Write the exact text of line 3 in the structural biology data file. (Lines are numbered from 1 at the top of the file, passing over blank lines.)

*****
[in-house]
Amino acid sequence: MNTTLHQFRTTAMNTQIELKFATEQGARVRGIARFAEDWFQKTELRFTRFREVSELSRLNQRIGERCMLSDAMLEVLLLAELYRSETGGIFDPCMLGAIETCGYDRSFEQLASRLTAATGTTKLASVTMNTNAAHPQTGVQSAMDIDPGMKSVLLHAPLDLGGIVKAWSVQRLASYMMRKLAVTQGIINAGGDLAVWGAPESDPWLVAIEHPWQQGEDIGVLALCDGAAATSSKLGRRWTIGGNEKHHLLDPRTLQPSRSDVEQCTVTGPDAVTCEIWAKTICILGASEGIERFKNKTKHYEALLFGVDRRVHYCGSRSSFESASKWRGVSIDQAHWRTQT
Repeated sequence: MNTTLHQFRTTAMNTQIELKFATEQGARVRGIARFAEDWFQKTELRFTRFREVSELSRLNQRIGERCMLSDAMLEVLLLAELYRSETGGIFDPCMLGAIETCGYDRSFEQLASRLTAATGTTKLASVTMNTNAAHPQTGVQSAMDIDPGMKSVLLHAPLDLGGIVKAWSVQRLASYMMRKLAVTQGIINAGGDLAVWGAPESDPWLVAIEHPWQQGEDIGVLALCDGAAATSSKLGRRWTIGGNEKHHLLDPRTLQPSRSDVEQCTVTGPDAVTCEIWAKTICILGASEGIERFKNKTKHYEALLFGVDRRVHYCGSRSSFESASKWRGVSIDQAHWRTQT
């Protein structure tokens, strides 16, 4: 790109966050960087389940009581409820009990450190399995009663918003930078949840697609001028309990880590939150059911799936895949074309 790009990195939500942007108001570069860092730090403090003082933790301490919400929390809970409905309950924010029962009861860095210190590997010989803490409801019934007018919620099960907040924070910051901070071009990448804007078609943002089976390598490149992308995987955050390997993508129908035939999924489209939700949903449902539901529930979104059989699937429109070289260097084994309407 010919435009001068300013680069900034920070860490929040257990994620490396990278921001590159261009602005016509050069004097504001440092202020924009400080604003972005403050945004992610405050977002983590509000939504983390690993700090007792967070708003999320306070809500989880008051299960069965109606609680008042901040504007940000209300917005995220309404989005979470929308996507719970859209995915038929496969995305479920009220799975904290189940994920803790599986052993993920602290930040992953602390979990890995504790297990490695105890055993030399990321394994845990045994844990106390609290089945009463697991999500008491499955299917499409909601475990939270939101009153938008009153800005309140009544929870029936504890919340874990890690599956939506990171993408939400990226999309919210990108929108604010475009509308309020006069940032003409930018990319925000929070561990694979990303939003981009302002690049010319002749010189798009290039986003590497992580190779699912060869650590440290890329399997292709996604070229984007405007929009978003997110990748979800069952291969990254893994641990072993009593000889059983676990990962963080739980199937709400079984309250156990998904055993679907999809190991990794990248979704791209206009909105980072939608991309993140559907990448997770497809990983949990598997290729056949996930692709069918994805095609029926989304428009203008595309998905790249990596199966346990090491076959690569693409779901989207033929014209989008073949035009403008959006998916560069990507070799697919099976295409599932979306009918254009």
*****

Repeated sequence: MNTTLHQFRTTAMNTQIELKFATEQGARVRGIARFAEDWFQKTELRFTRFREVSELSRLNQRIGERCMLSDAMLEVLLLAELYRSETGGIFDPCMLGAIETCGYDRSFEQLASRLTAATGTTKLASVTMNTNAAHPQTGVQSAMDIDPGMKSVLLHAPLDLGGIVKAWSVQRLASYMMRKLAVTQGIINAGGDLAVWGAPESDPWLVAIEHPWQQGEDIGVLALCDGAAATSSKLGRRWTIGGNEKHHLLDPRTLQPSRSDVEQCTVTGPDAVTCEIWAKTICILGASEGIERFKNKTKHYEALLFGVDRRVHYCGSRSSFESASKWRGVSIDQAHWRTQT